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Kisumu County in Sh4bn deal to end waste collection crisis

Cattle forage for food at the Kisumu dumpsite. The county has entered into a contract with two firms to relocate the site and generate power from garbage.

Cattle forage for food at the Kisumu dumpsite. The county has entered into a contract with two firms to relocate the site and generate power from garbage.

The Kisumu County government has signed a Sh4.5 billion garbage collection agreement with two foreign companies.

The deal signed with the American-based Global Waste 2 Energy and the Integrated Basic Infrastructure System of the Netherlands will also help the county recycle its waste for energy.

City Manager Dorris Ombara says Kisumu collects more than 473,000 metric tonnes of waste per day. Speaking during the signing of the contract on Friday, Ms Ombara said urgent measures are needed to help improve collection of garbage, which has become an eyesore.

She said that the cleaning and relocation process, which is expected to take 15 months, will be done once the deal is approved by both the national and county government.

PRODUCE BIO-FUELS

“We expect the approval process to take at least one month,” she said.

Kisumu Bio-Energy and Climate Change chief officer Lorna Omuodo said they intended to produce bio-fuels from the project. The current energy tariffs, she said, scare away potential investors.

“We, for instance, pay power bills similar to those of profit-making organisations, yet the county government provides services to residents,” she said.

The project will assist the county produce about 200 megawatts of power daily, Ms Omuodo said.

Kisumu is probably among the few cities in the region with dumpsites in the central business district, posing a health hazard to residents and inconveniencing businesses across the fence.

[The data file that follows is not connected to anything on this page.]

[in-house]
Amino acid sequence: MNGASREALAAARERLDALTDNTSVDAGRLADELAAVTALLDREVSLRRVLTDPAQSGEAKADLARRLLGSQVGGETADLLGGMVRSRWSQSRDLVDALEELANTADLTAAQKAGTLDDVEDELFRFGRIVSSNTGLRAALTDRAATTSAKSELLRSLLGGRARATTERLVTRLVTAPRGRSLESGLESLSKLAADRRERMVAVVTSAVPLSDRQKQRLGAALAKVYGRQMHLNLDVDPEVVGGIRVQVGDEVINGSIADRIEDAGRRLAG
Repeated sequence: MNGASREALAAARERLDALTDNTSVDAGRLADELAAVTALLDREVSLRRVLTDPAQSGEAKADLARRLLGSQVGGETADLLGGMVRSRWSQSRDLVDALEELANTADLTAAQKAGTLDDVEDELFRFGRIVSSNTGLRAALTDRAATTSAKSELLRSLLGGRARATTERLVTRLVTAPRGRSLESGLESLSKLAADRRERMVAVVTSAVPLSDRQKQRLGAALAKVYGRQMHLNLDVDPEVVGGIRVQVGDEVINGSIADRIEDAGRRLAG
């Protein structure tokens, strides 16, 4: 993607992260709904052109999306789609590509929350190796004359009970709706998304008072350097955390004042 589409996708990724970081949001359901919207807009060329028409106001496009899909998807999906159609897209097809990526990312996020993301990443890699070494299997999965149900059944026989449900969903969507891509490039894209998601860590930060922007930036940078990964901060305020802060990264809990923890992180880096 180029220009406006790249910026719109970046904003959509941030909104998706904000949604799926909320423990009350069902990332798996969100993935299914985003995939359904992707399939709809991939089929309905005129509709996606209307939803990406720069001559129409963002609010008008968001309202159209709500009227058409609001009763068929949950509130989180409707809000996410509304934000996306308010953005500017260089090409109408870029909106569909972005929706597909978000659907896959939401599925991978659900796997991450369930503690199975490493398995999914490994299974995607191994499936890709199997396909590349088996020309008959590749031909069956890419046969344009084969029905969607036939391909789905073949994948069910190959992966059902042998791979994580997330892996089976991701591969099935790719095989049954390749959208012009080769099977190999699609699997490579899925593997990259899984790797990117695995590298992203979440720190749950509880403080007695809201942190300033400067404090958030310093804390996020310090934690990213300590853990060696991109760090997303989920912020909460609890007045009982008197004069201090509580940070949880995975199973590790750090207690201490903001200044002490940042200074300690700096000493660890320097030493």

There have been concerns about the dumpsite by the airports authority, Kenya Wildlife Service, security agencies and the Moi Stadium management.

Lack of land and conflict of interest on the use of waste by-products have hindered efforts to relocate the town’s dumpsite. Leaders and residents could not agree on an alternative site to dump the city waste.

Kisumu’s Mega City shopping mall, the largest in the town and housing a number of hotels and colleges, are affected by the uncontrolled dumping.

The recently upgraded Moi Stadium cannot host games because of the dumpsite with the stench affecting other neighbouring organisations, including Kisumu Polytechnic students.

INVESTMENT PROFILE

The chairman of the Kisumu business community, Mr Israel Agina, said that urgent action needs to be taken by the minister in charge of environment to close the dumpsite permanently.

“We cannot boast of a growing investment profile when our city cannot collect waste efficiently,” he said.

But governor Jack Ranguma insists that the relocation of the dumpsite is part of the Kisumu Urban Project (KUP), which he said, envisaged a new plan for the lakeside city.

-Nation

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